“We use no native grasses,” Gareth explains. “We have had a conversion process where we generally do two years of Roundup Ready corn and then plant primarily perennial ryegrass and fescue. A small portion will be planted with turnips and cereal crops to fill feed holes during the year.”

In the seasonal pasture-based system, the cows are outside 365 days per year, Gareth adds. All cows calve February through April so the grass supply is matched to feed demand and lactation. On average, the cows are dry for 50 days per year.

The cattle are artificially inseminated to bulls with grazing genetics. Jersey or Jersey-cross clean-up bulls are later put in with the cows for eight weeks.

Nathan was not the only one working on the dairy and learning about the New Zealand dairy industry.

His wife Harlee reared calves at the farm Nathan managed.

“She was going to school for nursing and knew nothing about dairy farming,” Nathan says.

“It was a substantial change for her to go around the world for dairy farming. She had never milked cows or raised calves.

“She raised 230 calves which had to be fed twice a day,” he adds.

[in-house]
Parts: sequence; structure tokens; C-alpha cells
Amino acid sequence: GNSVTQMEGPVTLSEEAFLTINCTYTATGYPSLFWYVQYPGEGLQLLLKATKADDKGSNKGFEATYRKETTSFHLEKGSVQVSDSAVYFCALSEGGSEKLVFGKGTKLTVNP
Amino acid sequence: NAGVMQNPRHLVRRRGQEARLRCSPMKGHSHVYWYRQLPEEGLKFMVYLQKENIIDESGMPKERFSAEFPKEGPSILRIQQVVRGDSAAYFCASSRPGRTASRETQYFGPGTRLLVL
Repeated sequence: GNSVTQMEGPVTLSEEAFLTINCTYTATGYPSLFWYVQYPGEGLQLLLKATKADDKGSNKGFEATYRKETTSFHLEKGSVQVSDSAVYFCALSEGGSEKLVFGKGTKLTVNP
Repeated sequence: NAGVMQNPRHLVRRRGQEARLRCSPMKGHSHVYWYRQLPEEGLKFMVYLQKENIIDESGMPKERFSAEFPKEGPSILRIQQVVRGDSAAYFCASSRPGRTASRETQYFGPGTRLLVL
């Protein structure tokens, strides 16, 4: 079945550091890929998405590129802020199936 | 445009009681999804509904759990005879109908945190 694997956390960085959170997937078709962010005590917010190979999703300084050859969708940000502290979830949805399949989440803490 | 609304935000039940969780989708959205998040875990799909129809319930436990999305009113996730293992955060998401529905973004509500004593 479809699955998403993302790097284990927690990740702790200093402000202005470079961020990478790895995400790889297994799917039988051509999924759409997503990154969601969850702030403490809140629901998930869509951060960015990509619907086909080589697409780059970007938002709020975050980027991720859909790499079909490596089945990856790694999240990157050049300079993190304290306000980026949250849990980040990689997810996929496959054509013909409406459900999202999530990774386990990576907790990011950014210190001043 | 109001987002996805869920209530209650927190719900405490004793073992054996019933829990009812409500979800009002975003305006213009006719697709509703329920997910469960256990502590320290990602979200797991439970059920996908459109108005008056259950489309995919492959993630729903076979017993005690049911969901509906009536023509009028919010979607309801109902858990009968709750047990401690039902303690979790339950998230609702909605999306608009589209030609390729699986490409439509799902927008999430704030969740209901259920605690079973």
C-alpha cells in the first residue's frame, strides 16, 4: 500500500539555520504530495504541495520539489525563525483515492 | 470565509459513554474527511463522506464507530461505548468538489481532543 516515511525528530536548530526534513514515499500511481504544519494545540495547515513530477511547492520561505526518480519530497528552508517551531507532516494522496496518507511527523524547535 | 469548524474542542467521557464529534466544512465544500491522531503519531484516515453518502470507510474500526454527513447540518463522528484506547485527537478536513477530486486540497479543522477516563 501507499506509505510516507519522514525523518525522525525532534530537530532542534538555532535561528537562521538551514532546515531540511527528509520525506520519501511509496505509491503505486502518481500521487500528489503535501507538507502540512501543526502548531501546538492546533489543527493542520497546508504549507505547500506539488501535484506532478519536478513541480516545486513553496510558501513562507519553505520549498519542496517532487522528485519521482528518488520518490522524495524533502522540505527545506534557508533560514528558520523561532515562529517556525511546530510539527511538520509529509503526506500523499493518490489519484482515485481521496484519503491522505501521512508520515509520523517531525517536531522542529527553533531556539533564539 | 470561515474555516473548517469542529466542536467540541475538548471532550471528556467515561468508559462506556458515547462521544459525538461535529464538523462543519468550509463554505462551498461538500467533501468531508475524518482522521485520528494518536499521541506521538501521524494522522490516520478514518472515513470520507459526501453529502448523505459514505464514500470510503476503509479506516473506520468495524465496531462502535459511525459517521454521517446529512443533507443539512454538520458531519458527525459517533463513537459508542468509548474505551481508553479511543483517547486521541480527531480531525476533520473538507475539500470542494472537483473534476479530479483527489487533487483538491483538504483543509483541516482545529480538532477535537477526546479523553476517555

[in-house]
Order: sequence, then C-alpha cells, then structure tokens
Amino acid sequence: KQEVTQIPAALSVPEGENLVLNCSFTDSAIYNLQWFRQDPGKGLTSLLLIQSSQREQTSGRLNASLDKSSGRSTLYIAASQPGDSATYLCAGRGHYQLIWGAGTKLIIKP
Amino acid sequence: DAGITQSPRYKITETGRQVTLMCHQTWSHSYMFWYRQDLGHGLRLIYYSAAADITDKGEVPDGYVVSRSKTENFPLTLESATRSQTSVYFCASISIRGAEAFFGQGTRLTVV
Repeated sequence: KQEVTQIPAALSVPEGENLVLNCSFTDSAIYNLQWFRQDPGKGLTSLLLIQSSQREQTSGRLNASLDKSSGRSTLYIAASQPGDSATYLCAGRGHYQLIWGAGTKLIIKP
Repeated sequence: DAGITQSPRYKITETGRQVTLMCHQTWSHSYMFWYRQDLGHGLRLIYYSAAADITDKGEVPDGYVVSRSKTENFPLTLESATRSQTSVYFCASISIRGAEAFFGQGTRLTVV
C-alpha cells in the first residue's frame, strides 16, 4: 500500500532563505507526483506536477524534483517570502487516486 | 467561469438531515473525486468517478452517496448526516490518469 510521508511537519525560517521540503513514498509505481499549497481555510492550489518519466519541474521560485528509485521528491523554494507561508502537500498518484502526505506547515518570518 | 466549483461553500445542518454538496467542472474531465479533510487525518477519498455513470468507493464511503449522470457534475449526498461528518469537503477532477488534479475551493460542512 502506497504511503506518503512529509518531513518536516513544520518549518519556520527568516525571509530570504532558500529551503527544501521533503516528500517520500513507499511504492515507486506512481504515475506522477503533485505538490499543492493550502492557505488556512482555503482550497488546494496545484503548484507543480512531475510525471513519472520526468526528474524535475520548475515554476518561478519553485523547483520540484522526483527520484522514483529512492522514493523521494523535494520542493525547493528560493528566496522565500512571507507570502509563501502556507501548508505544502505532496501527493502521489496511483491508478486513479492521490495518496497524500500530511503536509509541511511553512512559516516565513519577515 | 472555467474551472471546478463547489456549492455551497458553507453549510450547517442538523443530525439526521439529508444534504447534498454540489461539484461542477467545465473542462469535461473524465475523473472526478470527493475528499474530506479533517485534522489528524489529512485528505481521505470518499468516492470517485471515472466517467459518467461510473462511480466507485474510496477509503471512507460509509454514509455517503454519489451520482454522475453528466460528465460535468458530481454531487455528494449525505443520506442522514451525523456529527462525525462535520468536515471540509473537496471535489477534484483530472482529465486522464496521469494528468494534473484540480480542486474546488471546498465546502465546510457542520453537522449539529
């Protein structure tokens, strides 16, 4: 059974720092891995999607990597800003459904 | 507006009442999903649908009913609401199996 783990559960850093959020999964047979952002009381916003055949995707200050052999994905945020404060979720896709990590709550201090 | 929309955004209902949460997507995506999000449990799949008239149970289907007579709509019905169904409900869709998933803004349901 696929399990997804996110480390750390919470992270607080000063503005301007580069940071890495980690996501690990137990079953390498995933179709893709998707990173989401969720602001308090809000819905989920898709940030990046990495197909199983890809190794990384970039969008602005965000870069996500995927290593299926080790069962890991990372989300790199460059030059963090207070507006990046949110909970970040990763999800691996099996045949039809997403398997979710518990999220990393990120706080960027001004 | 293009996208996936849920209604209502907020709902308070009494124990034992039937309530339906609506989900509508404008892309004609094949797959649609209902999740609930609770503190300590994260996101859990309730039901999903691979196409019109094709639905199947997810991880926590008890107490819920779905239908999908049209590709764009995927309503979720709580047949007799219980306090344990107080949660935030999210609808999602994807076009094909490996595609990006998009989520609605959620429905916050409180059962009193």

Harlee says she enjoyed it because it allowed the couple to work together.

“I did some relief milking when they were short staffed or needed an extra hand,” Harlee says. “Ours was one of the first farms to wean calves and I only lost four.”

Nathan says it was a weight off his shoulders to be able to rely on her.

“It was good for our marriage,” Nathan says. “It was a hard decision to come back.”

Although it was a tough decision, the Thorpes are back in the U.S. Nathan is managing a Grasslands dairy farm near Granby, Mo., and Harlee plans to raise more calves, help milk, and eventually return to nursing school.

In the future, Nathan and Harlee plan to try contract milking for a couple seasons and then sharemilk with Grasslands or go out on their own.

“To go to New Zealand and see guys who started where we did who now own multiple farms helped us to see potential in the dairy industry,” Nathan says. “It opened our eyes.”

Attracting and retaining high-quality people, like Nathan and Harlee, and providing them with similar development opportunities is a key focus for Grasslands, Gareth says.